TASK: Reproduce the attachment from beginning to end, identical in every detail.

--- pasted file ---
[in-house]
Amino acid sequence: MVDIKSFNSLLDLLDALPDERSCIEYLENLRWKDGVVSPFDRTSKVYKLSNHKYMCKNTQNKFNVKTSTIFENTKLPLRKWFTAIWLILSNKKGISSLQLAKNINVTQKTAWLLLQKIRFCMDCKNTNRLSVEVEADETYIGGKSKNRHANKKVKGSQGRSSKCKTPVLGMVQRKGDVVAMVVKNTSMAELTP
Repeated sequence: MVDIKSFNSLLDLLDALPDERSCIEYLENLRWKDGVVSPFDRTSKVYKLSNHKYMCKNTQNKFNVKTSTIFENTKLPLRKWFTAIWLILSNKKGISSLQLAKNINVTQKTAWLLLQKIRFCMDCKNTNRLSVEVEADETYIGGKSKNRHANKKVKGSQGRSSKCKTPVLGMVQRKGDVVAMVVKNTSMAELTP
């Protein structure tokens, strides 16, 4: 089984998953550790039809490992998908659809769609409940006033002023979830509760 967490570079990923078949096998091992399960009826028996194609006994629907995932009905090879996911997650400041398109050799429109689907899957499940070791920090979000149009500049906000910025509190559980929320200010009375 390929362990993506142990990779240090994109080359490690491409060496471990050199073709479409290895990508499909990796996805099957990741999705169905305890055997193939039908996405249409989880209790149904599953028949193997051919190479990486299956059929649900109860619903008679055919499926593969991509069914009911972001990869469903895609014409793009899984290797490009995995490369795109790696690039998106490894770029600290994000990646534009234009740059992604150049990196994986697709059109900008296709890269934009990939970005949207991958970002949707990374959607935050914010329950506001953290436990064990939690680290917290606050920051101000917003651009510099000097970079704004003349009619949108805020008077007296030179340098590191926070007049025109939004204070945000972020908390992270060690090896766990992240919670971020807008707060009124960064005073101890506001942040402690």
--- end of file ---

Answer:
[in-house]
Amino acid sequence: MVDIKSFNSLLDLLDALPDERSCIEYLENLRWKDGVVSPFDRTSKVYKLSNHKYMCKNTQNKFNVKTSTIFENTKLPLRKWFTAIWLILSNKKGISSLQLAKNINVTQKTAWLLLQKIRFCMDCKNTNRLSVEVEADETYIGGKSKNRHANKKVKGSQGRSSKCKTPVLGMVQRKGDVVAMVVKNTSMAELTP
Repeated sequence: MVDIKSFNSLLDLLDALPDERSCIEYLENLRWKDGVVSPFDRTSKVYKLSNHKYMCKNTQNKFNVKTSTIFENTKLPLRKWFTAIWLILSNKKGISSLQLAKNINVTQKTAWLLLQKIRFCMDCKNTNRLSVEVEADETYIGGKSKNRHANKKVKGSQGRSSKCKTPVLGMVQRKGDVVAMVVKNTSMAELTP
């Protein structure tokens, strides 16, 4: 089984998953550790039809490992998908659809769609409940006033002023979830509760 967490570079990923078949096998091992399960009826028996194609006994629907995932009905090879996911997650400041398109050799429109689907899957499940070791920090979000149009500049906000910025509190559980929320200010009375 390929362990993506142990990779240090994109080359490690491409060496471990050199073709479409290895990508499909990796996805099957990741999705169905305890055997193939039908996405249409989880209790149904599953028949193997051919190479990486299956059929649900109860619903008679055919499926593969991509069914009911972001990869469903895609014409793009899984290797490009995995490369795109790696690039998106490894770029600290994000990646534009234009740059992604150049990196994986697709059109900008296709890269934009990939970005949207991958970002949707990374959607935050914010329950506001953290436990064990939690680290917290606050920051101000917003651009510099000097970079704004003349009619949108805020008077007296030179340098590191926070007049025109939004204070945000972020908390992270060690090896766990992240919670971020807008707060009124960064005073101890506001942040402690």